13: Backwards Design





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.Why apply Backwards Design to curriculum design?
  • Curriculum needs to meet constraints such as:
    • state / national standards,
    • class size,
    • 504 and Special Ed. accommodations,
    • student interests, etc.
  • Need to deeply understand WHAT to teach, before selecting HOW to teach
  • Shift focus from Teaching first to Learning first
  • Need to deeply understand WHAT students will learn and WHY it’s important to learn it
Common Pitfalls of Traditional Design:
  • Hands on without minds on (no rigor)
  • Coverage instead of un-coverage:
    • Textbook used as a framework for ideas
    • Lack of intellectual framework for ideas means that students never learn big ideas and relevance and transfer of these ideas
3 Stages of Backwards Design:
  1. Identify Desired End Results:
    • Study standards and learning goals
    • Identify learning goals and desired enduring understandings
    • Prioritize learning goals
  2. Determine Acceptable Evidence:
    • Determine what evidence we will accept to show that students have achieved mastery of goal
  3. Plan Learning Experiences and Instruction:
    • What foundational skills will students need to reach goals?
    • Purposefully design and analyze learning tasks: how will formative assessments be used to develop student learning? what tasks will help students develop a deep understanding of learning goals?
    • Avoid common errors (see pitfalls above)
Developing a clear picture of the end results of a project in terms of student learning is a key step in designing effective projects.  Projects present many opportunities to teach transfer and relevance of concepts, but these oppotunities rarely come about by accident.  These understandings can only emerge if projects are intentionally designed to meet constraints that directly relate to student learning.  Understanding what standards say, how the content in them is connected to a larger framework, and using that framework to make prioritizing decisions can help one design projects that focus resources on the most important ideas and skills students need to learn.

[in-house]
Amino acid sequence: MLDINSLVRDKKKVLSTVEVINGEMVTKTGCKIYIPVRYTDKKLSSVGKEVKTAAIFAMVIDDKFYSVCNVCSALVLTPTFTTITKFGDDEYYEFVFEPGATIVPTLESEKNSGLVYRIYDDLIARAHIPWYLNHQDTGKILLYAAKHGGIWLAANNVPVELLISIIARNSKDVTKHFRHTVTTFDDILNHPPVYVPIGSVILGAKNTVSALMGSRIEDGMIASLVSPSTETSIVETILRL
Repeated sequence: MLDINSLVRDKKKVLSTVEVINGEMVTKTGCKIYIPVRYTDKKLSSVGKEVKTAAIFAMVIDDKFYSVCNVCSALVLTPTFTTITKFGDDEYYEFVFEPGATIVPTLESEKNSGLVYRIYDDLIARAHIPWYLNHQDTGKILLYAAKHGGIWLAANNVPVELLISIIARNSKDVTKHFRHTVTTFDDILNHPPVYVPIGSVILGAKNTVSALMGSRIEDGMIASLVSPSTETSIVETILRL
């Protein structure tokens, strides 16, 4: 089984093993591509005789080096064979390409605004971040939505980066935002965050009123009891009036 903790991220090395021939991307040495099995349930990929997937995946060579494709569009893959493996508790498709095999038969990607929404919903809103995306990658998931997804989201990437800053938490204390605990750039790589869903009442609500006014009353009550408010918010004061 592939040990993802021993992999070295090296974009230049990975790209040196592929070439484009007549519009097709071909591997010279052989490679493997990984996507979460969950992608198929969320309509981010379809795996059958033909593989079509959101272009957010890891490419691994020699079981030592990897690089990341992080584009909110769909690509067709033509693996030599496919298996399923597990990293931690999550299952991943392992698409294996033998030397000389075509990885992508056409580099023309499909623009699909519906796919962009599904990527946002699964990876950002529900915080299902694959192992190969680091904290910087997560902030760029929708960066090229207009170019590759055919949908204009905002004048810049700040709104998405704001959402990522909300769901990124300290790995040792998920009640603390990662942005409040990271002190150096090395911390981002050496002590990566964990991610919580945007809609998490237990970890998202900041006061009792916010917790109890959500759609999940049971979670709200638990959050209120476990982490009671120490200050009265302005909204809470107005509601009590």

Preliminary Steps
  • Learn more about Understanding by Design’s approach – see related articles below or read the book
  • Study the standards: analyze nouns, verbs and contexts in standards; analyze standardized and performance assessments related to the standards
    • What will students need to be able to do and understand to demonstrate mastery of standards?
    • Why are these skills and understandings important?
    • How do these skills and understandings relate to the big ideas and themes in the discipline?
    • What foundational skills are needed to approach content mastery?
  • Connections to products and 21st century skills?
    • What products naturally fit with learning goals embedded in the standards?
    • What 21st century skills will students need to develop to enhance their learning and application of learning to developing products?
  • After a clear vision of learning goals is found, decide what evidence will be investigated to check if students are developing mastery.
  • After assessments are planned, select learning tasks that are aligned to learning goals, that help students develop targeted 21st skills, create products, and demonstrate mastery of goals in assessments
  • Document the key analyses in the bullets above in a project planning form
Early Implementation Steps
  • Implement learning tasks and assessments while avoiding pitfalls of hands on/minds off and coverage as opposed to un-coverage
  • Use assessments to evaluate whether or not learning tasks are effective and to make adjustments as needed
Advanced Implementation Steps
  • Integrate design principles from Understanding by Design with design principles from Human Centered Design
  • Study assessment results over time and design assessments that assess whether or not students are learning big ideas and how these are connected in a conceptual framework


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